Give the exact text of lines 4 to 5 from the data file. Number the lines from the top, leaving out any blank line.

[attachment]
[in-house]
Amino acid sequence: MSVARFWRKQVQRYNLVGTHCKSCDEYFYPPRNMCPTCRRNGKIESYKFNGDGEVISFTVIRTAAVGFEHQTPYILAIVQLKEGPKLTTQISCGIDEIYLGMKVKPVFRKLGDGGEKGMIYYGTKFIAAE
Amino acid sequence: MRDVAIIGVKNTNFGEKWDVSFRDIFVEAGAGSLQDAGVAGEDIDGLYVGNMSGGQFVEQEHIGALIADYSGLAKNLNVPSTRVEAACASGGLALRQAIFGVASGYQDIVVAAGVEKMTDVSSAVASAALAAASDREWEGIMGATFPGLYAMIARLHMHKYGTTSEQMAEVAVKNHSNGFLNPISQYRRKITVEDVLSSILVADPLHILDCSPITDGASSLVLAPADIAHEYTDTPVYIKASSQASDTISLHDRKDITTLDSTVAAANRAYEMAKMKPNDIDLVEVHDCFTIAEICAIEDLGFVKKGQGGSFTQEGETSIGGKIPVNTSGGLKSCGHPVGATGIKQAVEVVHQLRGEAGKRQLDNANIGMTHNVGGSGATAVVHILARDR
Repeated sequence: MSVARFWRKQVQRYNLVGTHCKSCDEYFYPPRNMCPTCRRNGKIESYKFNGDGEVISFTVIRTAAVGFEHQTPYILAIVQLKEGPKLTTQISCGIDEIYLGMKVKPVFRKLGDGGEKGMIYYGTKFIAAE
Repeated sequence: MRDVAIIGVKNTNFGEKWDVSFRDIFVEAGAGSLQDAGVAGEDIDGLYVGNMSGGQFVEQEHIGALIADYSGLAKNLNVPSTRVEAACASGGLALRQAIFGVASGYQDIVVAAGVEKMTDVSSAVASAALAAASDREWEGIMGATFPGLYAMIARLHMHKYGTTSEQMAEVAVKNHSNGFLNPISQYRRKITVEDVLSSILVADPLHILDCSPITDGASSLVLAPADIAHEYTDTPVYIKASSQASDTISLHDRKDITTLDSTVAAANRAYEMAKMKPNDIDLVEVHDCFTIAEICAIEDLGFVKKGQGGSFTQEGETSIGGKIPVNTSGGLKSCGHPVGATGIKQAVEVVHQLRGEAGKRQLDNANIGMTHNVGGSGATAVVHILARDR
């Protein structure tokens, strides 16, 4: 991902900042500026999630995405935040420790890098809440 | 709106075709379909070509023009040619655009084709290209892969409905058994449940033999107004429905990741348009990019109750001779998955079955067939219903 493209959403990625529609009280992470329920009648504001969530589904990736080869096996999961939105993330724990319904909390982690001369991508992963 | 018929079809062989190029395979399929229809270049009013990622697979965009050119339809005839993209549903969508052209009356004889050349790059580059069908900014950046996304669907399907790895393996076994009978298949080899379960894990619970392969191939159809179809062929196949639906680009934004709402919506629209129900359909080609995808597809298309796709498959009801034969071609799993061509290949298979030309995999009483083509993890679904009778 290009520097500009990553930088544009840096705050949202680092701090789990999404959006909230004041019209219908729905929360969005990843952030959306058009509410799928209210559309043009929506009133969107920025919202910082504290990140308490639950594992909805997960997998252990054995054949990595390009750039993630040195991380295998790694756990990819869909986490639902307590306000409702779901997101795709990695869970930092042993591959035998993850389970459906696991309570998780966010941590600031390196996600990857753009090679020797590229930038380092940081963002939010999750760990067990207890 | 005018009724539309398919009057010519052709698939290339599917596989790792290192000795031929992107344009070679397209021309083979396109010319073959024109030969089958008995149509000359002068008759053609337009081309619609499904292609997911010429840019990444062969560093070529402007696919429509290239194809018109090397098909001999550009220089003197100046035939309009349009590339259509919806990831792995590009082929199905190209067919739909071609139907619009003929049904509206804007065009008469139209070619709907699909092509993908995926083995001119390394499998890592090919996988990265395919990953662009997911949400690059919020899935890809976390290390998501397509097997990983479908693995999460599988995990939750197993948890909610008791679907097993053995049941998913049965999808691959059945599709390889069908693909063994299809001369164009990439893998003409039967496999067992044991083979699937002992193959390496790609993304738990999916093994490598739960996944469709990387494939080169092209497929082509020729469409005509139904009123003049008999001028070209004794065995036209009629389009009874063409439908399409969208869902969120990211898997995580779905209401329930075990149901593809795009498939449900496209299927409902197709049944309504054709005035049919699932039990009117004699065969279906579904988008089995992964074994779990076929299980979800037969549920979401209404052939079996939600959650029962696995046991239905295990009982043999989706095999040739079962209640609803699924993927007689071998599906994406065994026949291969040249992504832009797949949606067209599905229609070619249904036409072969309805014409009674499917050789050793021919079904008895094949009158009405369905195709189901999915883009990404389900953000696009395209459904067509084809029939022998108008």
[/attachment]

Repeated sequence: MSVARFWRKQVQRYNLVGTHCKSCDEYFYPPRNMCPTCRRNGKIESYKFNGDGEVISFTVIRTAAVGFEHQTPYILAIVQLKEGPKLTTQISCGIDEIYLGMKVKPVFRKLGDGGEKGMIYYGTKFIAAE
Repeated sequence: MRDVAIIGVKNTNFGEKWDVSFRDIFVEAGAGSLQDAGVAGEDIDGLYVGNMSGGQFVEQEHIGALIADYSGLAKNLNVPSTRVEAACASGGLALRQAIFGVASGYQDIVVAAGVEKMTDVSSAVASAALAAASDREWEGIMGATFPGLYAMIARLHMHKYGTTSEQMAEVAVKNHSNGFLNPISQYRRKITVEDVLSSILVADPLHILDCSPITDGASSLVLAPADIAHEYTDTPVYIKASSQASDTISLHDRKDITTLDSTVAAANRAYEMAKMKPNDIDLVEVHDCFTIAEICAIEDLGFVKKGQGGSFTQEGETSIGGKIPVNTSGGLKSCGHPVGATGIKQAVEVVHQLRGEAGKRQLDNANIGMTHNVGGSGATAVVHILARDR